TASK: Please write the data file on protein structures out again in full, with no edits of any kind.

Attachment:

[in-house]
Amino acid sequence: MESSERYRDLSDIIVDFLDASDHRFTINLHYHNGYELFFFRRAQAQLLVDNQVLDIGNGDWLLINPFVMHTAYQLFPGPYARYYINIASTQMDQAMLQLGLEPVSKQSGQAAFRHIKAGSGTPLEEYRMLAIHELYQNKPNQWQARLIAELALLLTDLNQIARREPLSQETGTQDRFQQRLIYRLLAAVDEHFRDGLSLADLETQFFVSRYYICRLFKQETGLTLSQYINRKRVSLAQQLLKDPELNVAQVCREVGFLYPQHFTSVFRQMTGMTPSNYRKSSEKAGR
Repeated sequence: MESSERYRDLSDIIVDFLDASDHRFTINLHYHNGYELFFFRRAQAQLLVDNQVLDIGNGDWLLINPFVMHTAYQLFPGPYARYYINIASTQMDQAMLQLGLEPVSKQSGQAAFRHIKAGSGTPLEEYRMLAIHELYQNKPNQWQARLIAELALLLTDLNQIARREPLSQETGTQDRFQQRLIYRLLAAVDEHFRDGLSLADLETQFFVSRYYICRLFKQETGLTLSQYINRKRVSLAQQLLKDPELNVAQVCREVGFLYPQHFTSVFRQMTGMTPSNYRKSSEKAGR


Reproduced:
[in-house]
Amino acid sequence: MESSERYRDLSDIIVDFLDASDHRFTINLHYHNGYELFFFRRAQAQLLVDNQVLDIGNGDWLLINPFVMHTAYQLFPGPYARYYINIASTQMDQAMLQLGLEPVSKQSGQAAFRHIKAGSGTPLEEYRMLAIHELYQNKPNQWQARLIAELALLLTDLNQIARREPLSQETGTQDRFQQRLIYRLLAAVDEHFRDGLSLADLETQFFVSRYYICRLFKQETGLTLSQYINRKRVSLAQQLLKDPELNVAQVCREVGFLYPQHFTSVFRQMTGMTPSNYRKSSEKAGR
Repeated sequence: MESSERYRDLSDIIVDFLDASDHRFTINLHYHNGYELFFFRRAQAQLLVDNQVLDIGNGDWLLINPFVMHTAYQLFPGPYARYYINIASTQMDQAMLQLGLEPVSKQSGQAAFRHIKAGSGTPLEEYRMLAIHELYQNKPNQWQARLIAELALLLTDLNQIARREPLSQETGTQDRFQQRLIYRLLAAVDEHFRDGLSLADLETQFFVSRYYICRLFKQETGLTLSQYINRKRVSLAQQLLKDPELNVAQVCREVGFLYPQHFTSVFRQMTGMTPSNYRKSSEKAGR